Hurst chose to leave the only organization he'd ever known as a free agent following the 1988 season, and signed a three-year contract with the San Diego Padres worth $5.25 million. Hurst indicated at the time that San Diego's relative proximity to St. George was the primary factor in his decision to leave Boston, and later expressed regret in leaving the Red Sox.
On April 10, 1989, he pitched a one-hitter against the Atlanta Braves for his first National League win and also collected his first MLB hit as a batter. He went 15-11 with a career-best 2.69 ERA that season and led the National League in complete games with 10.
On May 18, 1992, Hurst pitched a one-hit shutout over Dwight Gooden and the Mets. The only hit was a single by Chico Walker. At the end of the season, he began to feel pain in his left shoulder and underwent surgery to repair a torn rotator cuff and labrum. The rehabilitation was an arduous process, and Hurst ended making just two starts for the Padres in 1993 before being traded to the Colorado Rockies on July 26 with Greg Harris for Brad Ausmus, Doug Bochtler and Andy Ashby. He pitched just three games for Colorado.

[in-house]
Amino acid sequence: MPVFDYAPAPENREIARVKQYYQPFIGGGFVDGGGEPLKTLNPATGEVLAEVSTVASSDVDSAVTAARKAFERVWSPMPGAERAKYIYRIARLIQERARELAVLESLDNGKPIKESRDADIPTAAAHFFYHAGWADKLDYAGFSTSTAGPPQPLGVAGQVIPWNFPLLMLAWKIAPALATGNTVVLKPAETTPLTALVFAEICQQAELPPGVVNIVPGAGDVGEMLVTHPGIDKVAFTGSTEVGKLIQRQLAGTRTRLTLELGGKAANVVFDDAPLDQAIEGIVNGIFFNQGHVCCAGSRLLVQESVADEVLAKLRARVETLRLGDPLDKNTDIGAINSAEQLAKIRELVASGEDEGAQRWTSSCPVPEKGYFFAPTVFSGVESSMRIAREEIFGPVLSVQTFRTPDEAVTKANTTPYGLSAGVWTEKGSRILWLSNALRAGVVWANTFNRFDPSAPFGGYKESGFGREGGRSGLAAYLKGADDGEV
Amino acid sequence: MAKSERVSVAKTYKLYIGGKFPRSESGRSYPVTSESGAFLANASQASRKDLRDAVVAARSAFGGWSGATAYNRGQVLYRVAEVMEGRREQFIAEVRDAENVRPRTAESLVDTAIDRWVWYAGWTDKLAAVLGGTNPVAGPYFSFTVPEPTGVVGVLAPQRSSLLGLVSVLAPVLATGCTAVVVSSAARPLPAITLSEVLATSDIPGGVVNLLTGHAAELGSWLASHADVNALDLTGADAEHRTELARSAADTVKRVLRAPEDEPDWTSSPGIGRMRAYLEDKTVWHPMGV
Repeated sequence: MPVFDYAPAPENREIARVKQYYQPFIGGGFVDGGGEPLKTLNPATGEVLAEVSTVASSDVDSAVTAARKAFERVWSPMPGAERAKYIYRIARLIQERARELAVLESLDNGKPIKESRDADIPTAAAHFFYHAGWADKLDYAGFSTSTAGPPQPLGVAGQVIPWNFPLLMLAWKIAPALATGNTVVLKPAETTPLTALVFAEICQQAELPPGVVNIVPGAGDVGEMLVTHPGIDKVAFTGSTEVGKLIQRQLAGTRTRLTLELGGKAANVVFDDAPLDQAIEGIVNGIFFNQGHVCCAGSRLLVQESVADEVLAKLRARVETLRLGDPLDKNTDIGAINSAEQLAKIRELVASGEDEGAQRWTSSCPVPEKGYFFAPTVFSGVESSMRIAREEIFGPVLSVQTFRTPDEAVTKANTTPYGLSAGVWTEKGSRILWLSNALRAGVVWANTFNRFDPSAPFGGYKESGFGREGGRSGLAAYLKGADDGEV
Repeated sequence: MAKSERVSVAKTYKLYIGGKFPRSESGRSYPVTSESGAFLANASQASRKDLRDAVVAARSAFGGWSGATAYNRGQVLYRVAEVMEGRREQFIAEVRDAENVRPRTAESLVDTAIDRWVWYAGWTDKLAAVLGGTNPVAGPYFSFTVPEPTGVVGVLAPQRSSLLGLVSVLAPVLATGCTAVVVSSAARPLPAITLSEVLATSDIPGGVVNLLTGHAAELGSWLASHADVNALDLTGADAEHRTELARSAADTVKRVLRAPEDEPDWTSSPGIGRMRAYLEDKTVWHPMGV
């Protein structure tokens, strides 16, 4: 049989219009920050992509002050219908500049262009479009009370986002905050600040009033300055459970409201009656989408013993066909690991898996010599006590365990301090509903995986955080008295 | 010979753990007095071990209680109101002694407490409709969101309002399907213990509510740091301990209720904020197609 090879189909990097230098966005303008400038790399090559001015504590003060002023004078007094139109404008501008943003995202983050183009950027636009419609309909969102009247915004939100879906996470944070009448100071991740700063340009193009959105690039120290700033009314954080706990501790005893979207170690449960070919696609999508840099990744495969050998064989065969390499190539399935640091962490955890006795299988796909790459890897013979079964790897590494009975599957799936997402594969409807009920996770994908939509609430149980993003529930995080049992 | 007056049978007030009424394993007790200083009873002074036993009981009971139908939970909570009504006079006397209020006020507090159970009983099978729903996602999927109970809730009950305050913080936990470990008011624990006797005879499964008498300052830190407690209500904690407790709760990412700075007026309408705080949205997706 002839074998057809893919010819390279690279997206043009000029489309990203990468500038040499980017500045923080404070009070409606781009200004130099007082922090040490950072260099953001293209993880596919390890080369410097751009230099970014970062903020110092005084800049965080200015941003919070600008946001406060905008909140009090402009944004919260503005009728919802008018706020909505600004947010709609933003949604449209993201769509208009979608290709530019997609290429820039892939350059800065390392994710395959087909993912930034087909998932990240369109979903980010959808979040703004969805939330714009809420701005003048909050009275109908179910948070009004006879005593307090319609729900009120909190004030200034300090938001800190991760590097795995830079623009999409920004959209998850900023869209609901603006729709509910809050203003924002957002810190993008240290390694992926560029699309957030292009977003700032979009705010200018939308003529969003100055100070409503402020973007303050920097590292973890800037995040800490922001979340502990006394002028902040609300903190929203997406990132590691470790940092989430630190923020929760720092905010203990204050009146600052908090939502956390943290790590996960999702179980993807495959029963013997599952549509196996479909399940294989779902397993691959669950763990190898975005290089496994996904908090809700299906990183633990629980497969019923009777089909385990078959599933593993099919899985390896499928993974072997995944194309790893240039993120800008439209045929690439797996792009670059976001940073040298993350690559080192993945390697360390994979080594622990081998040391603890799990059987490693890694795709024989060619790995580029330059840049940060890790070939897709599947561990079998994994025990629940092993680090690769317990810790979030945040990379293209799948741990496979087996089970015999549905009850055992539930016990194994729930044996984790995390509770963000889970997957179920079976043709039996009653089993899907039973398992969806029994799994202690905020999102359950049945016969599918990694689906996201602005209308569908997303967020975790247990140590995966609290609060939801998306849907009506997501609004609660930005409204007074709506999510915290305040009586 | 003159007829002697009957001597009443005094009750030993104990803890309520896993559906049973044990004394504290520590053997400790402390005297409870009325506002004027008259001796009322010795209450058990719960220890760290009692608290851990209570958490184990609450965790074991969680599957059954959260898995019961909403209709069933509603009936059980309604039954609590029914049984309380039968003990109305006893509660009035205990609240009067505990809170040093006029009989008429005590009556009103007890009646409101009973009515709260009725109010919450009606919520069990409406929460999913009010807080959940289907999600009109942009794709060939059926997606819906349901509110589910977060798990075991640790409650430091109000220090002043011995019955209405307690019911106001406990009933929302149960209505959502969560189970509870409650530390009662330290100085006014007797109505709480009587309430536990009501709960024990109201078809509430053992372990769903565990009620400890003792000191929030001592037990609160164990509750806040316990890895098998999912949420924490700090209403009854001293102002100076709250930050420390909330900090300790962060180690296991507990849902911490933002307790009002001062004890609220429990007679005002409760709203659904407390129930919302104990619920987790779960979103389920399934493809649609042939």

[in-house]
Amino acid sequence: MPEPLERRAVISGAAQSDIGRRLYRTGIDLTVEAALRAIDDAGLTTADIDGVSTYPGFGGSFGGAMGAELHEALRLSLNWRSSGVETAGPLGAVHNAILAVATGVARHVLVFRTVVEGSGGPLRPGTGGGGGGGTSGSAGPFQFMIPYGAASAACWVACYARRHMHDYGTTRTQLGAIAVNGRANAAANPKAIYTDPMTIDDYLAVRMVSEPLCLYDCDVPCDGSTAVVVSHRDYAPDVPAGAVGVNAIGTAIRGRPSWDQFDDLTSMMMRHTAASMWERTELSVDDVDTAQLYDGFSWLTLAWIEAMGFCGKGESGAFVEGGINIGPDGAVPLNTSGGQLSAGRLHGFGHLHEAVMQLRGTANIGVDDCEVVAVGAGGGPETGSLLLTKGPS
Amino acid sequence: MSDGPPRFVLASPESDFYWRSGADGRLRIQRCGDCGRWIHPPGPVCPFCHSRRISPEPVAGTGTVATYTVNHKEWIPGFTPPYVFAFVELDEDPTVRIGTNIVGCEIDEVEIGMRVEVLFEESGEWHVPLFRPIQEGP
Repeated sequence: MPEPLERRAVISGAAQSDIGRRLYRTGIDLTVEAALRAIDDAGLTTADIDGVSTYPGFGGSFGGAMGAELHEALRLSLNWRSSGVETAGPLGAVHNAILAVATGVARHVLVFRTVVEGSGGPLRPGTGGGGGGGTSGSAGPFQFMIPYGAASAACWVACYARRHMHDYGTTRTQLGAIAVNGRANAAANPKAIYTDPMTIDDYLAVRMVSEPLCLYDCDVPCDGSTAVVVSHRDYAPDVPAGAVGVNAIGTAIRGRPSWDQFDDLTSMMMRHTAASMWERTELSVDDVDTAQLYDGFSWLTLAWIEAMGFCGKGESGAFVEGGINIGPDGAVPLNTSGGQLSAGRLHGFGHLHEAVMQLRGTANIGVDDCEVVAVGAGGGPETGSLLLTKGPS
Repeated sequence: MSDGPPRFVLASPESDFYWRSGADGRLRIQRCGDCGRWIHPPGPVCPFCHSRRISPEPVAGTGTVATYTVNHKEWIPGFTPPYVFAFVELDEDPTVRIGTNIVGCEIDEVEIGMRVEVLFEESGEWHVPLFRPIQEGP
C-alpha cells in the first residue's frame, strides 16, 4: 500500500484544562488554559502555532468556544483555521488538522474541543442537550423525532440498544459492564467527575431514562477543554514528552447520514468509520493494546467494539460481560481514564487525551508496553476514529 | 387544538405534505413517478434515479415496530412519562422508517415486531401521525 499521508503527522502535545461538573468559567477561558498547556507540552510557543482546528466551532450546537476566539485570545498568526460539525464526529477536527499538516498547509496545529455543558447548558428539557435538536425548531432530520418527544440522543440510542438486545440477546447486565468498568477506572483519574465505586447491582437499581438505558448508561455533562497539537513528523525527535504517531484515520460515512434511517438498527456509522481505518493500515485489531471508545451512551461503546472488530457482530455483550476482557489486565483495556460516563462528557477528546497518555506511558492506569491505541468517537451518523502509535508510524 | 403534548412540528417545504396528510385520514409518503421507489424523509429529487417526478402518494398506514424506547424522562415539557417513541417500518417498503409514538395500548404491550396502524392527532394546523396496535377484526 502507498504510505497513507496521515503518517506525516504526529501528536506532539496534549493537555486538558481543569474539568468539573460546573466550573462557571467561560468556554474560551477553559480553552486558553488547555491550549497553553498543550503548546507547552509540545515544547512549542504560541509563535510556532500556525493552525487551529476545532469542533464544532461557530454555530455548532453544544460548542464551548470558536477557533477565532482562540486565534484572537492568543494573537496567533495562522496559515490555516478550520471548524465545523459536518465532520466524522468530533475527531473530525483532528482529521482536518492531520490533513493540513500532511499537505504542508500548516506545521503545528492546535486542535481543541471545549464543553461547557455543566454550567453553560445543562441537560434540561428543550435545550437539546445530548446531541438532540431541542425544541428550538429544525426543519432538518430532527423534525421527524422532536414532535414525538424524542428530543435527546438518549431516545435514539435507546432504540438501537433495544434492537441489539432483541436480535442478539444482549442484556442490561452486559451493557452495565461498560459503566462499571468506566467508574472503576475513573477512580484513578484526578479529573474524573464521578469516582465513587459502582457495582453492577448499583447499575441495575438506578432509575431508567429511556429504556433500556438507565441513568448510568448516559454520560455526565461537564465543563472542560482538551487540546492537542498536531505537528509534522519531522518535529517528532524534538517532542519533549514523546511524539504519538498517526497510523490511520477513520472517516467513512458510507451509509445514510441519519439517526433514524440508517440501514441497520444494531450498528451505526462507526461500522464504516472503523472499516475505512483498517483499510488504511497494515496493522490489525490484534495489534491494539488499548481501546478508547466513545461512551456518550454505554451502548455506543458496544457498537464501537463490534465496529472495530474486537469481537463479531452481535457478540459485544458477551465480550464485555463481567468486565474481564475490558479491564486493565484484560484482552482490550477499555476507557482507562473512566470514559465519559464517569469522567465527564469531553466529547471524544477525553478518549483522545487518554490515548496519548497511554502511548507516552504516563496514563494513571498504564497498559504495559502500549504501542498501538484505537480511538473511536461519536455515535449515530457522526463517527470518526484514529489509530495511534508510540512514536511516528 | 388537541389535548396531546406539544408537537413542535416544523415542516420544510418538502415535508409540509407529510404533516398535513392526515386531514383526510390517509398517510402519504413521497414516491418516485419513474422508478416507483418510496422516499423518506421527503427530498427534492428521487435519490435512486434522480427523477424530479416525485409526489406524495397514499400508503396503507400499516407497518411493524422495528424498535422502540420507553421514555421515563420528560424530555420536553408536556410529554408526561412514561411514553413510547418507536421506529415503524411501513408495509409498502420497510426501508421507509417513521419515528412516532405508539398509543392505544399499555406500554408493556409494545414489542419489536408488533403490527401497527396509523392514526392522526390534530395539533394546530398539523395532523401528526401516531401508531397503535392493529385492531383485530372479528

Hurst signed with the Texas Rangers for the 1994 season. He was 2-1 with a 7.11 ERA in eight starts through June, but with the repercussions of the surgery still lingering, he decided to retire mid season.
Consistently good but never overpowering hitters, Hurst was a specialist at changing speeds. His fastball was hard enough to get in on right-handed hitters, and he mixed it with an excellent curve and a slider as well. He also had a decent forkball at times. Thanks to his great control, Hurst was able to work corners well and had a profuse knowledge of each hitter. In seven post-season games he had a 3-2 record with 37 strikeouts and a 2.29 ERA.